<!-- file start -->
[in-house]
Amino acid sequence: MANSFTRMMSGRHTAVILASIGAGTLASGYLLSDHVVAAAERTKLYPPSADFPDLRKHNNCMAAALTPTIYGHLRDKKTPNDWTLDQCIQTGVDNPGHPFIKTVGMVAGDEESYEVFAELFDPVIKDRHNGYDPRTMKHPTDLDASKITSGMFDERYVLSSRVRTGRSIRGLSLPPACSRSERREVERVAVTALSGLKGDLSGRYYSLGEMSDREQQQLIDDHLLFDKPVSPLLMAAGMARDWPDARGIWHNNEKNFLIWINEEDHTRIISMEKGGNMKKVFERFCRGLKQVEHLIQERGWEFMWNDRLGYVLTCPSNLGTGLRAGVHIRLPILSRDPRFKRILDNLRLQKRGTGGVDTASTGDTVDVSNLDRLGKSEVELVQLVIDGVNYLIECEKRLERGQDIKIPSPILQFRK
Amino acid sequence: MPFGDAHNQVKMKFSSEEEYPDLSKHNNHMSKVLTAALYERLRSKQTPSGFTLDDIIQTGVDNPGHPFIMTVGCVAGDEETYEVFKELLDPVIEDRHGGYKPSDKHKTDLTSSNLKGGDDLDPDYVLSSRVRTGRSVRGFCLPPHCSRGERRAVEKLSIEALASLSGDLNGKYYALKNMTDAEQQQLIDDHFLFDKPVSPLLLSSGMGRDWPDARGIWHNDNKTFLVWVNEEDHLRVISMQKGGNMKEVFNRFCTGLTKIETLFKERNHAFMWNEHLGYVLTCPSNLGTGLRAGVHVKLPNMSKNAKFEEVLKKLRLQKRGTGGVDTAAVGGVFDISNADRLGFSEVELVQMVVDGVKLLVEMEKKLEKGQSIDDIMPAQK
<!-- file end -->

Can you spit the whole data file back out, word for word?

[in-house]
Amino acid sequence: MANSFTRMMSGRHTAVILASIGAGTLASGYLLSDHVVAAAERTKLYPPSADFPDLRKHNNCMAAALTPTIYGHLRDKKTPNDWTLDQCIQTGVDNPGHPFIKTVGMVAGDEESYEVFAELFDPVIKDRHNGYDPRTMKHPTDLDASKITSGMFDERYVLSSRVRTGRSIRGLSLPPACSRSERREVERVAVTALSGLKGDLSGRYYSLGEMSDREQQQLIDDHLLFDKPVSPLLMAAGMARDWPDARGIWHNNEKNFLIWINEEDHTRIISMEKGGNMKKVFERFCRGLKQVEHLIQERGWEFMWNDRLGYVLTCPSNLGTGLRAGVHIRLPILSRDPRFKRILDNLRLQKRGTGGVDTASTGDTVDVSNLDRLGKSEVELVQLVIDGVNYLIECEKRLERGQDIKIPSPILQFRK
Amino acid sequence: MPFGDAHNQVKMKFSSEEEYPDLSKHNNHMSKVLTAALYERLRSKQTPSGFTLDDIIQTGVDNPGHPFIMTVGCVAGDEETYEVFKELLDPVIEDRHGGYKPSDKHKTDLTSSNLKGGDDLDPDYVLSSRVRTGRSVRGFCLPPHCSRGERRAVEKLSIEALASLSGDLNGKYYALKNMTDAEQQQLIDDHFLFDKPVSPLLLSSGMGRDWPDARGIWHNDNKTFLVWVNEEDHLRVISMQKGGNMKEVFNRFCTGLTKIETLFKERNHAFMWNEHLGYVLTCPSNLGTGLRAGVHVKLPNMSKNAKFEEVLKKLRLQKRGTGGVDTAAVGGVFDISNADRLGFSEVELVQMVVDGVKLLVEMEKKLEKGQSIDDIMPAQK